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QuinnTheEskimo

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It seems like post-interview rejections are pretty rare. What are some things that you think would result in a rejection?

I'm not talking about obvious stuff like blatantly insulting the school, showing up in ripped jeans, forgetting why you like medicine, etc.

Are there any more subtle things that might result in this worst-possible decision?
 
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It seems like post-interview rejections are pretty rare. What are some things that you think would result in a rejection?

I'm not talking about obvious stuff like blatantly insulting the school, showing up in ripped jeans, forgetting why you like medicine, etc.

Are there any more subtle things that might result in this worst-possible decision?

@NickNaylor and @darkjedi point out that there are simply too many interviewees with too few seats. This results in waitlists or rejections (see HMS and Yale)
 
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QuinnTheEskimo

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You do realize that many schools only accept like 1/3 of the people they interview...?

ya but it seems like most non-acceptees get waitlisted. seems like the flat-out rejection is reserved for a few select cases.
 

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Being unable to speak clearly and articulate without a script, poor interpersonal skills, etc.
 

UMU1030

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1) Using illness as an excuse for low grades.

2) Clicking your pen while the interviewer asks questions

;)
 
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BillrothI

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I was flat-out rejected from a school that only rejects ~10% of applicants right off the bat. I remember thinking that the interview went reasonably well. My stats were well above average, though, so I must have done something wrong! I racked my brain for weeks and could never come up with any "red flag" moment. I have worked with patients and/or customers for nearly ten years and don't think I'm totally socially inept. I would like to believe that there was something lacking in my application and that I didn't have much of a shot going in, but who knows? One thing I can say is that the post-interview rejections stings quite a bit more than anything else in this application process.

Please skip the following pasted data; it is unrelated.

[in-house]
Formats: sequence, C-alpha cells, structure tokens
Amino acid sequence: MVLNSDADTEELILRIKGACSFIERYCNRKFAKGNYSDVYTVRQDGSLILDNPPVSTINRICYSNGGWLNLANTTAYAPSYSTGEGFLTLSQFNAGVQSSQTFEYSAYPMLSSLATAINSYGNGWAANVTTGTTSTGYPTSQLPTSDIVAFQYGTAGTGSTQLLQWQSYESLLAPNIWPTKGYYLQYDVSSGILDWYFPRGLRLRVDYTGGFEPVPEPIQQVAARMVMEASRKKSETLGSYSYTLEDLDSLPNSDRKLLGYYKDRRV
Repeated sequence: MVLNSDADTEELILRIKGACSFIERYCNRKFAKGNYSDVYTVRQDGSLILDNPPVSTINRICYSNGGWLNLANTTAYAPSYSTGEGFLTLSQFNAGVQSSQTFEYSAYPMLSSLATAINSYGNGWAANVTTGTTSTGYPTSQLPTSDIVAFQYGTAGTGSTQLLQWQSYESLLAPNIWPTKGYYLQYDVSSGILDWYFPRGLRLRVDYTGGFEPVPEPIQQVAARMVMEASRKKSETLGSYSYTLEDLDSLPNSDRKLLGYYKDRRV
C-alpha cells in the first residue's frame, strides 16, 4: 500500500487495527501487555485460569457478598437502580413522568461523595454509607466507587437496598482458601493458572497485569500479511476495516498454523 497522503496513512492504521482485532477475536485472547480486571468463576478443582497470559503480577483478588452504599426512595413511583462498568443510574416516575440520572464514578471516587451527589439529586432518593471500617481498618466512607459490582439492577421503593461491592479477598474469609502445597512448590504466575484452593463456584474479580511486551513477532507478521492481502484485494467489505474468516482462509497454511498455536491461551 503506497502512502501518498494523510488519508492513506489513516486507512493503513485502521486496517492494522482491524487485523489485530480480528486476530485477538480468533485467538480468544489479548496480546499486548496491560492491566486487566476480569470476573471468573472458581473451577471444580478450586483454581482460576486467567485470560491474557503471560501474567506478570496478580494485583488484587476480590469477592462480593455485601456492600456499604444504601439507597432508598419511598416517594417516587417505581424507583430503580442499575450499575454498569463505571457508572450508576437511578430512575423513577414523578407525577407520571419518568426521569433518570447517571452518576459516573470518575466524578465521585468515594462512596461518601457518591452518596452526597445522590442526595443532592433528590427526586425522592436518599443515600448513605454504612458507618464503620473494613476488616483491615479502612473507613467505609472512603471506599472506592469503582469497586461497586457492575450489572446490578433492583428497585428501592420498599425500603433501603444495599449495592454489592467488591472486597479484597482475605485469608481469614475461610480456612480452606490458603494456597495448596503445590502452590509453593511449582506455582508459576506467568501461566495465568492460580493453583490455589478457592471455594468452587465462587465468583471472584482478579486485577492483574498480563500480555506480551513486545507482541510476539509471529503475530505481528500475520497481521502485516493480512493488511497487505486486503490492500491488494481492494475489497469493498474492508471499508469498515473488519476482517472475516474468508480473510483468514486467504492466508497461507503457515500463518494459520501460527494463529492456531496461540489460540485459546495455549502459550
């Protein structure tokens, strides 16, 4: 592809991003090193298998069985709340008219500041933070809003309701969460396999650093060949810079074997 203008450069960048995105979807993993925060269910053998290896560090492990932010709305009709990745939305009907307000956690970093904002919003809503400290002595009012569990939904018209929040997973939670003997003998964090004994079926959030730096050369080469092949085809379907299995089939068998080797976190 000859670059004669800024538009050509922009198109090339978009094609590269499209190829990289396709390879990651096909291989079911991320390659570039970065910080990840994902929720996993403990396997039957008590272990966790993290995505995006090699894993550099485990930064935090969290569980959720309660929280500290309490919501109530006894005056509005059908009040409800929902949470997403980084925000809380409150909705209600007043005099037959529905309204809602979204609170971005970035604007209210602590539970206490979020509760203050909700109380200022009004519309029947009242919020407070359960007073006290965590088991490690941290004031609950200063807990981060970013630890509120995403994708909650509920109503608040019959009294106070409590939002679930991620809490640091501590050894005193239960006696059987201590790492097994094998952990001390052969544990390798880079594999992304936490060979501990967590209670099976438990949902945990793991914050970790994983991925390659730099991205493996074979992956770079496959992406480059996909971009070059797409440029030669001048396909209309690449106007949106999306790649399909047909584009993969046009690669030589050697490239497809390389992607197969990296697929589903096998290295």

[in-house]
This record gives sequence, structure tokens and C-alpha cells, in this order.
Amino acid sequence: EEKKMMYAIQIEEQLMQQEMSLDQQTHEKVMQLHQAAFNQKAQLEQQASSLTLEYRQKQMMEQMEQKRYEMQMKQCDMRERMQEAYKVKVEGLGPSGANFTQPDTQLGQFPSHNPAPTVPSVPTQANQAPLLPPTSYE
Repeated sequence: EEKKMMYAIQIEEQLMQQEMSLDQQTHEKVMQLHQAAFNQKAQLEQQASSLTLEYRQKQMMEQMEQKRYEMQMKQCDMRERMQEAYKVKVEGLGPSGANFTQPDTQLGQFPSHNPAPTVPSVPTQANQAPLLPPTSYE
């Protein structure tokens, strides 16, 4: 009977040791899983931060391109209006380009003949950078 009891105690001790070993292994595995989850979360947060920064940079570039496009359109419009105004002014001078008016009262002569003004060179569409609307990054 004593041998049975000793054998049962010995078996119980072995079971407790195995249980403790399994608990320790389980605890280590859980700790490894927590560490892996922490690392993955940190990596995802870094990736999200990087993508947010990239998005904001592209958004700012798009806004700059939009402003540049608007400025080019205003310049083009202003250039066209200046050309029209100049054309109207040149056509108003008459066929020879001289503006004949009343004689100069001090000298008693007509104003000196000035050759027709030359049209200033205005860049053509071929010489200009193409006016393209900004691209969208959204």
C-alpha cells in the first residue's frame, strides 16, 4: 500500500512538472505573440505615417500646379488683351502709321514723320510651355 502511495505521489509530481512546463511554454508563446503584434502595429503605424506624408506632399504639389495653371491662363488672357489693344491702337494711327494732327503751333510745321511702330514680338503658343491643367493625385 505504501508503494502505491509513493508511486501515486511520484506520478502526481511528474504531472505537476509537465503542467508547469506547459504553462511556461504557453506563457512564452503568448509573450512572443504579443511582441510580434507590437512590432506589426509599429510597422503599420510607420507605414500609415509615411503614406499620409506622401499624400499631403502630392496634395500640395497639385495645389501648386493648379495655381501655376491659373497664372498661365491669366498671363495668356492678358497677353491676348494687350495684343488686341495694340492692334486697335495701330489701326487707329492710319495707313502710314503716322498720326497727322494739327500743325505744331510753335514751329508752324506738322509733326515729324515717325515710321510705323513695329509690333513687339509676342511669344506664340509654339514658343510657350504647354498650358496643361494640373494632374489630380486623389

-Bill
 
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UMU1030

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Well, on a more serious note. I wouldn't get too wrapped up on how a admission committee makes their decisions, especially the subtle things that may lead to that decision. The truth is that we pre-meds do not know how this whole process works and it's possible that each school has their own procedures when choosing an applicant. This is a quote from the Panic thread and I think it speaks about another scenario that we don't often consider :
This isn't EXACTLY true and I think a lot of people don't realize it. The thing about interviews is that SOMETIMES they don't have much to do with the overall admissions decision. They're just sort of a standard procedure in order for the admissions committee to fully consider your application. But in the end, it could still be your stats and extracurriculars that hold you back. Two years ago, I applied with zero shadowing, zero research, and minimal volunteering and STILL got two interviews but no acceptances. The reason I didn't get accepted had nothing to do with my interviews, I feel they went really well. And I'll admit I was a little annoyed that the schools interviewed me knowing full well the limitations of my application and that they really had no intention of accepting me. Even this cycle, one of the schools that interviewed me ended up not accepting me due to lack of volunteering, even though they knew damn well going into the interview I didn't have it. According to the director of admissions, I didn't really stand a chance because of it. This one was a bit more aggravating since I had to fly out to the school.